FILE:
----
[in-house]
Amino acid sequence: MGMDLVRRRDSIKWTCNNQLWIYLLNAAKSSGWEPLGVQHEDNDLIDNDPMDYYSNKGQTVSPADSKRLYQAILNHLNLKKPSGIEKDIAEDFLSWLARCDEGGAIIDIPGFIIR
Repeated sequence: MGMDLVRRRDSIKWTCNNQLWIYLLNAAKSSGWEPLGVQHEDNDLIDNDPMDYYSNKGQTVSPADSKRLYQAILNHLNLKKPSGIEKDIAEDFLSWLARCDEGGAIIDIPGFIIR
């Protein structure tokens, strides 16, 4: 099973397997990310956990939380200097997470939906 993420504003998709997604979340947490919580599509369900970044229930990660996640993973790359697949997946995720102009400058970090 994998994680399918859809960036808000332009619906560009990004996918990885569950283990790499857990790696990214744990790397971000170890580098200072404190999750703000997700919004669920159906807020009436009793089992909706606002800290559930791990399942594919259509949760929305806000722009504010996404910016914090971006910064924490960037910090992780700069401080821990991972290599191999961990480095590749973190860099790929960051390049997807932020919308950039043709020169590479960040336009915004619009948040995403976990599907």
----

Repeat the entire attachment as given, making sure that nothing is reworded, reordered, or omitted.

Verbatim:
[in-house]
Amino acid sequence: MGMDLVRRRDSIKWTCNNQLWIYLLNAAKSSGWEPLGVQHEDNDLIDNDPMDYYSNKGQTVSPADSKRLYQAILNHLNLKKPSGIEKDIAEDFLSWLARCDEGGAIIDIPGFIIR
Repeated sequence: MGMDLVRRRDSIKWTCNNQLWIYLLNAAKSSGWEPLGVQHEDNDLIDNDPMDYYSNKGQTVSPADSKRLYQAILNHLNLKKPSGIEKDIAEDFLSWLARCDEGGAIIDIPGFIIR
């Protein structure tokens, strides 16, 4: 099973397997990310956990939380200097997470939906 993420504003998709997604979340947490919580599509369900970044229930990660996640993973790359697949997946995720102009400058970090 994998994680399918859809960036808000332009619906560009990004996918990885569950283990790499857990790696990214744990790397971000170890580098200072404190999750703000997700919004669920159906807020009436009793089992909706606002800290559930791990399942594919259509949760929305806000722009504010996404910016914090971006910064924490960037910090992780700069401080821990991972290599191999961990480095590749973190860099790929960051390049997807932020919308950039043709020169590479960040336009915004619009948040995403976990599907």